Earth’s internal structure

Transcript

The structure of the Earth is quite simple: we have a core, a mantle and a crust. A little bit like a boiled egg, I suppose. The yolk, our core, is actually metallic; it’s made of mainly iron and nickel. The outer part is liquid, and the inner part is solid. Outside that we have the mantle of the Earth, and although the basalts that come from the mantle are black, such as this example here, the mantle itself isn’t, and we have a piece of the mantle here. It’s a beautiful green colour and the predominant mineral in this part of the mantle is olivine.

The mantle’s quite plastic so it deforms and circulates very slowly.

And the last layer, which is a very thin layer, is the crust. Most of the crust is actually made of basalt, and it lies beneath the ocean so we don’t see it. The parts that are very large and sit outside the ocean, the part that we live on, the continental crust, is much more buoyant and made of rocks like this granite.

So although the earth doesn’t feel hot to walk on, to step on, it actually does get progressively hotter with depth and it’s extremely hot in the core of the earth. Because the mantle is very slow at convecting, it’s very inefficient at bringing that heat to the surface, and of course the crust of the earth acts like a blanket, and keeps the heat in. So it’s only where we have things like volcanic eruptions, for example, that the heat is really efficiently lost.

The outermost rigid part of the planet is broken up into a series of plates, and these move in different directions. It’s really easy for us to spot where the edges of those plates are because where they move apart we make new ocean crust, like at mid-ocean ridges.

Where they grind past each other, we tend to get lots of earthquakes; the San Andreas Fault would be a good example of that. And where the plates collide and one’s pushed back into the mantle, we tend to get lines of both earthquakes and volcanos.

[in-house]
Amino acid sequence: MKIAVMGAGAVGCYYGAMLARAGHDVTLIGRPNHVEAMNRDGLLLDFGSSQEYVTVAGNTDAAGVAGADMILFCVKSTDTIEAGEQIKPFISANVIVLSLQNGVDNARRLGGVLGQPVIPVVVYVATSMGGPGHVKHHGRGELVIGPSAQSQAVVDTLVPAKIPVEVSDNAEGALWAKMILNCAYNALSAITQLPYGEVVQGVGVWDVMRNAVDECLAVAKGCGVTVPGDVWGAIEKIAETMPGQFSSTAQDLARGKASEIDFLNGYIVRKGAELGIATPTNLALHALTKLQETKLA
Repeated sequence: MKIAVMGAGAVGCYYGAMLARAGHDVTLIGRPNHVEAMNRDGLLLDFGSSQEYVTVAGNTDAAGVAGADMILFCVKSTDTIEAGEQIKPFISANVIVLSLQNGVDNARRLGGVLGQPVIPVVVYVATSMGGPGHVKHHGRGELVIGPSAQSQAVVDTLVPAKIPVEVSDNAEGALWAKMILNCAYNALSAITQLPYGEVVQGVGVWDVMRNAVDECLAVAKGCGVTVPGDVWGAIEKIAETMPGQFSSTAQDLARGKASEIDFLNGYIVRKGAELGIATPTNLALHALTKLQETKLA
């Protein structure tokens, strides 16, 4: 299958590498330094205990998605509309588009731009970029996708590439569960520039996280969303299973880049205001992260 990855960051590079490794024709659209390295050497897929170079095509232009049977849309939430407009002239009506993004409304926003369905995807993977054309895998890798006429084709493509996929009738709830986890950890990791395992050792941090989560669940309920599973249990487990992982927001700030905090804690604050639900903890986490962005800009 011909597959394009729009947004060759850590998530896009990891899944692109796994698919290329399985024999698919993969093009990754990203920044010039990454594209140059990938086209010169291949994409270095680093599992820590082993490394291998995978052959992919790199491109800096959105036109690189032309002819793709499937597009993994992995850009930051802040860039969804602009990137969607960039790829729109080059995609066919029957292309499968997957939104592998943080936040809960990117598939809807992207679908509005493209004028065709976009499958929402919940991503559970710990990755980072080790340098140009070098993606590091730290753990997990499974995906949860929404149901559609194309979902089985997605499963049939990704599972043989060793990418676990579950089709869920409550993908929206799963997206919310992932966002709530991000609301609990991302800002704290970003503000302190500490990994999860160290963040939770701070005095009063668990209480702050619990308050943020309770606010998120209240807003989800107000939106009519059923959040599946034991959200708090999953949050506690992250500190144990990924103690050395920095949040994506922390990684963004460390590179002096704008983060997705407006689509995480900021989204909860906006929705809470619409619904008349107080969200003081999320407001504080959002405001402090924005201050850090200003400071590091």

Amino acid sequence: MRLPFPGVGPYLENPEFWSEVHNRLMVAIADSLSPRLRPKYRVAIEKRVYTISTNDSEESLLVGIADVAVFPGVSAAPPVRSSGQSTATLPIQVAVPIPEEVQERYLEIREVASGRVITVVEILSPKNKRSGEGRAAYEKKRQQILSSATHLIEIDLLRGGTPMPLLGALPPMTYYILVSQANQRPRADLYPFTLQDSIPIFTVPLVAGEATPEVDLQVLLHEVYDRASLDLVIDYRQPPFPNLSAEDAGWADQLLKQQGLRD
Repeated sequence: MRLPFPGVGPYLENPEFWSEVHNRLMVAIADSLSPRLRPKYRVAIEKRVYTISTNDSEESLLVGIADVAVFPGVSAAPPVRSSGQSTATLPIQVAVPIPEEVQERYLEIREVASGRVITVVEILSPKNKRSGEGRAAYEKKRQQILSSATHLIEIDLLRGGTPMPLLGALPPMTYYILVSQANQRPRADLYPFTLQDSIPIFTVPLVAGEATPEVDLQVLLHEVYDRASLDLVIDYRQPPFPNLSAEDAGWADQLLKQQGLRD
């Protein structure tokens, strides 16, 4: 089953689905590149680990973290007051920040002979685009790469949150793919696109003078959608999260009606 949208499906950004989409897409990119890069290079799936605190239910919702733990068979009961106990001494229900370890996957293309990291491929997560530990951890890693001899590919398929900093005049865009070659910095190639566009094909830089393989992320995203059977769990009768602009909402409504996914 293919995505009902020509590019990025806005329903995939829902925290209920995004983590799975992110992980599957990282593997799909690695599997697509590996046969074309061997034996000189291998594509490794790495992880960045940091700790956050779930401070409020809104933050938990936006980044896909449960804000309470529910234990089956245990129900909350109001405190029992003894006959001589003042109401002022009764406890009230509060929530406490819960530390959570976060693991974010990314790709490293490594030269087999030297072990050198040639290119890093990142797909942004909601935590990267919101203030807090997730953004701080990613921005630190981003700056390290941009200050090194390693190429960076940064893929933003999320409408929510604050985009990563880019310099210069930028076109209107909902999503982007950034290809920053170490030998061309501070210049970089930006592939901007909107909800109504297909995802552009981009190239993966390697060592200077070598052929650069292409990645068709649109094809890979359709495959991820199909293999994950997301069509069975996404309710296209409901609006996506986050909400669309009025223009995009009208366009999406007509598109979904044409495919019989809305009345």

And so the Andes would be good example of that too.

In parts where that subduction process – where one plate is driven back into the mantle – bring two continents together, because the continental crust is very buoyant, neither wants to get pushed back into the mantle and so they collide and we get big mountain ranges. The Himalayas would probably be our best example of that.

So much of what we understand of the structure of the earth really comes from seismic waves that are created by earthquakes and the way they pass through the earth and out the other side.

In addition to the seismic waves that give us an idea of the structure of the planet, sometimes volcanic eruptions will sample the deep mantle or the lower crust and bring pieces to the surface that we can examine.

I guess what really excites me is that although we’re really familiar with the surface of the planet, and the small part we live on, the continental crust, we’re less familiar with what’s directly beneath our feet, so we’d only have to go a few hundred metres, a kilometre, and it’s all very mysterious.

About this Video

Janet Hergt, University of Melbourne, describes the structure of the Earth from crust to core.
Length: 03:05